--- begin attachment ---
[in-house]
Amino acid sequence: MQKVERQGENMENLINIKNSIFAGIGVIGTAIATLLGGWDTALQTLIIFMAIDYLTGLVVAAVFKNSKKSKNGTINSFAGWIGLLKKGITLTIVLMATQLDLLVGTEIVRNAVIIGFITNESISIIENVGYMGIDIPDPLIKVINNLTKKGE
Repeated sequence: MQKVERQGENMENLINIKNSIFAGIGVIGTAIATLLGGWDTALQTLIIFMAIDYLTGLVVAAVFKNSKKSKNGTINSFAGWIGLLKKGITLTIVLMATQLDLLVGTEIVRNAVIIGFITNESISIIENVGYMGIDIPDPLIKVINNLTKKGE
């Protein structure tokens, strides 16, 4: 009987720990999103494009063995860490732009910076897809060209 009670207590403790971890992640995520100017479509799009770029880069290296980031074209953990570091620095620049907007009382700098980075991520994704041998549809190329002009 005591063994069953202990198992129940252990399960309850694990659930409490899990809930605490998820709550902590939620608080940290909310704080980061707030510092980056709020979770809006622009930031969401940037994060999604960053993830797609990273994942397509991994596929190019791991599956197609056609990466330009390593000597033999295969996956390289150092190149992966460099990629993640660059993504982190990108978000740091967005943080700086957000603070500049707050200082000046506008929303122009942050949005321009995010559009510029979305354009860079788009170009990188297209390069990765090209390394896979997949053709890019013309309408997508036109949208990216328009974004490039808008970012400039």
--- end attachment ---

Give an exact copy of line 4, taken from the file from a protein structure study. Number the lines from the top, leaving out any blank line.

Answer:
């Protein structure tokens, strides 16, 4: 009987720990999103494009063995860490732009910076897809060209 009670207590403790971890992640995520100017479509799009770029880069290296980031074209953990570091620095620049907007009382700098980075991520994704041998549809190329002009 005591063994069953202990198992129940252990399960309850694990659930409490899990809930605490998820709550902590939620608080940290909310704080980061707030510092980056709020979770809006622009930031969401940037994060999604960053993830797609990273994942397509991994596929190019791991599956197609056609990466330009390593000597033999295969996956390289150092190149992966460099990629993640660059993504982190990108978000740091967005943080700086957000603070500049707050200082000046506008929303122009942050949005321009995010559009510029979305354009860079788009170009990188297209390069990765090209390394896979997949053709890019013309309408997508036109949208990216328009974004490039808008970012400039």